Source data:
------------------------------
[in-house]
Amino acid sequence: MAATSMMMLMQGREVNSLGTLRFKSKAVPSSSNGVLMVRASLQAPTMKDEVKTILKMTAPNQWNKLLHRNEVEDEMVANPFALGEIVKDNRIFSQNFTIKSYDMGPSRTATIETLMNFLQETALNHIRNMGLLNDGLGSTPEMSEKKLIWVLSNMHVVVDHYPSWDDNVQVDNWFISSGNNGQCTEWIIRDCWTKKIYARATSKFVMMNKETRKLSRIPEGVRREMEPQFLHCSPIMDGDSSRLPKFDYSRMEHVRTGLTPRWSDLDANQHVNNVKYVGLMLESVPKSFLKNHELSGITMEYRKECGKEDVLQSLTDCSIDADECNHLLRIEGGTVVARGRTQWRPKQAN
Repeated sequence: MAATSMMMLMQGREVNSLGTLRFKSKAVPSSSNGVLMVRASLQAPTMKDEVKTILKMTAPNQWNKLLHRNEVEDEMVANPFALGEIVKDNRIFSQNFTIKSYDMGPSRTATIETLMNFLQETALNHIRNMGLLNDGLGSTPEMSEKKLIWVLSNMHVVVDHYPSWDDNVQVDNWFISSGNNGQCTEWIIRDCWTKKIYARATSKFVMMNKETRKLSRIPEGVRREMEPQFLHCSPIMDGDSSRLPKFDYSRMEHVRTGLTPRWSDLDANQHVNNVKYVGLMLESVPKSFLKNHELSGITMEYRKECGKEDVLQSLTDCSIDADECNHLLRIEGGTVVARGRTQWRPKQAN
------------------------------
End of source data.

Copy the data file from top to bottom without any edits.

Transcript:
[in-house]
Amino acid sequence: MAATSMMMLMQGREVNSLGTLRFKSKAVPSSSNGVLMVRASLQAPTMKDEVKTILKMTAPNQWNKLLHRNEVEDEMVANPFALGEIVKDNRIFSQNFTIKSYDMGPSRTATIETLMNFLQETALNHIRNMGLLNDGLGSTPEMSEKKLIWVLSNMHVVVDHYPSWDDNVQVDNWFISSGNNGQCTEWIIRDCWTKKIYARATSKFVMMNKETRKLSRIPEGVRREMEPQFLHCSPIMDGDSSRLPKFDYSRMEHVRTGLTPRWSDLDANQHVNNVKYVGLMLESVPKSFLKNHELSGITMEYRKECGKEDVLQSLTDCSIDADECNHLLRIEGGTVVARGRTQWRPKQAN
Repeated sequence: MAATSMMMLMQGREVNSLGTLRFKSKAVPSSSNGVLMVRASLQAPTMKDEVKTILKMTAPNQWNKLLHRNEVEDEMVANPFALGEIVKDNRIFSQNFTIKSYDMGPSRTATIETLMNFLQETALNHIRNMGLLNDGLGSTPEMSEKKLIWVLSNMHVVVDHYPSWDDNVQVDNWFISSGNNGQCTEWIIRDCWTKKIYARATSKFVMMNKETRKLSRIPEGVRREMEPQFLHCSPIMDGDSSRLPKFDYSRMEHVRTGLTPRWSDLDANQHVNNVKYVGLMLESVPKSFLKNHELSGITMEYRKECGKEDVLQSLTDCSIDADECNHLLRIEGGTVVARGRTQWRPKQAN